EDITORIAL – Carabao English
() - May 25, 2006 - 12:00am
Despite hard times, the Philippines graduates at least 400,000 students from college every year. That is the good news. The bad news is that many of these nearly half-a-million young people entering the labor force each year will end up unemployed for lack of jobs.

Worse is that their prospects for employment are greatly diminished not just by their overwhelming number but also because of their questionable skills. A report by the European Chamber of Commerce says 75 percent of these graduates have substandard English skills.

That means 300,000 of these graduates speak carabao English, the language popularized by former president Joseph Estrada. In a new P30 million presidential museum he has built, there is a lifesize statue of the animal, in honor of the creature that taught him communication skills.

So, of what significance is it for the Philippines to have three out of four of its fresh college graduates start mooing at the job recruiter on being interviewed for a job? It means that these applicants will not land those jobs.

Of course, those others who are better equipped with the right English skills will land those jobs. So no problem? No problem, if we consider only those who land the jobs. But they are only one out of four, remember? The other three will remain jobless. That is the problem.

The trend may be to seek employment overseas. Well, for a long while, that may have seemed quite a passable proposition. After all, foreign employers are attracted to hard-working, honest and English-speaking workers willing to settle for lower wages than home-bred hands.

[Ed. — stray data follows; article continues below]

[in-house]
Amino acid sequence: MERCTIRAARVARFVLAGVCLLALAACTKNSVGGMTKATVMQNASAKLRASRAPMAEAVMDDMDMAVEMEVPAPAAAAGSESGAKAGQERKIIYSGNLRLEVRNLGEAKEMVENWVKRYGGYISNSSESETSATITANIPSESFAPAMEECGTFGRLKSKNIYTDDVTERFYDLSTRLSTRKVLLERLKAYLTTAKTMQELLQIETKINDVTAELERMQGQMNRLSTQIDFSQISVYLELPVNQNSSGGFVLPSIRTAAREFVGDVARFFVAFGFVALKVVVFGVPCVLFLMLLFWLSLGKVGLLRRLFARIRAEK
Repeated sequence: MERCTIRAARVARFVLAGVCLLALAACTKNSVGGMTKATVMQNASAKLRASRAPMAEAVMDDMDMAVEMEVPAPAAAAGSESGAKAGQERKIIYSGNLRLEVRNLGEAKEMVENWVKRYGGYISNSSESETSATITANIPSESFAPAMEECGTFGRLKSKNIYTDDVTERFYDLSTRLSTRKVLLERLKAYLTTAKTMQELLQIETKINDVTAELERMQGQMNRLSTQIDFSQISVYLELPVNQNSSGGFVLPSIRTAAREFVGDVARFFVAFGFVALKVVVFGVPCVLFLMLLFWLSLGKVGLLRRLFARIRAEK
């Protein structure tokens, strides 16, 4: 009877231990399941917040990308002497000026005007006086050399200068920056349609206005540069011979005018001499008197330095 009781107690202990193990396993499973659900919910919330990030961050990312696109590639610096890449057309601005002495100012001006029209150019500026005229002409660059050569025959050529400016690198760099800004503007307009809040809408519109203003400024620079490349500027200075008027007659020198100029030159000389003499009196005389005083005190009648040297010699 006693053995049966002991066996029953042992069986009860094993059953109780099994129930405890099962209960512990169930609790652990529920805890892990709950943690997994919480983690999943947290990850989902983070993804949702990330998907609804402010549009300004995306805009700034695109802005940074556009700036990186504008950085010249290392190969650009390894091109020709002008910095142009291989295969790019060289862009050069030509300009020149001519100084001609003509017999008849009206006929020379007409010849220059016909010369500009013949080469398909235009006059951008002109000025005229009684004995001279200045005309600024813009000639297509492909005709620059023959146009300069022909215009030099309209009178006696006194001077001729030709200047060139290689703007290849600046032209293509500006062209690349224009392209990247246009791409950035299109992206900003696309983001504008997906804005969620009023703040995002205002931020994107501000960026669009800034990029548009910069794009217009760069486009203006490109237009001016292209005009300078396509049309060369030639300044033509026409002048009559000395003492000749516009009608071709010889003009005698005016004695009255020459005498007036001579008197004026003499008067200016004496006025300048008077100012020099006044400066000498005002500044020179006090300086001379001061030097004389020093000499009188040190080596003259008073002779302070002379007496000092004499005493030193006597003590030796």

But in this communication-driven world where information technology dictates almost every aspect of life, more than just an average grasp of English is increasingly needed to land those jobs. Yet the Philippines is abandoning English in favor of Tagalog.

Even our Asian neighbors, who used to be so nationalistic the use of English was almost anathema to daily transactions, have now realized that one has to learn English to get on in the world. And that is why young Asians are scrambling to learn the language.

The Philippines used to enjoy the distinction of being the third largest English-speaking country in the world. But that was in the 1960s and 70s. Those responsible for that distinction are either gone or are about to go. What is left are the carabao English speakers.

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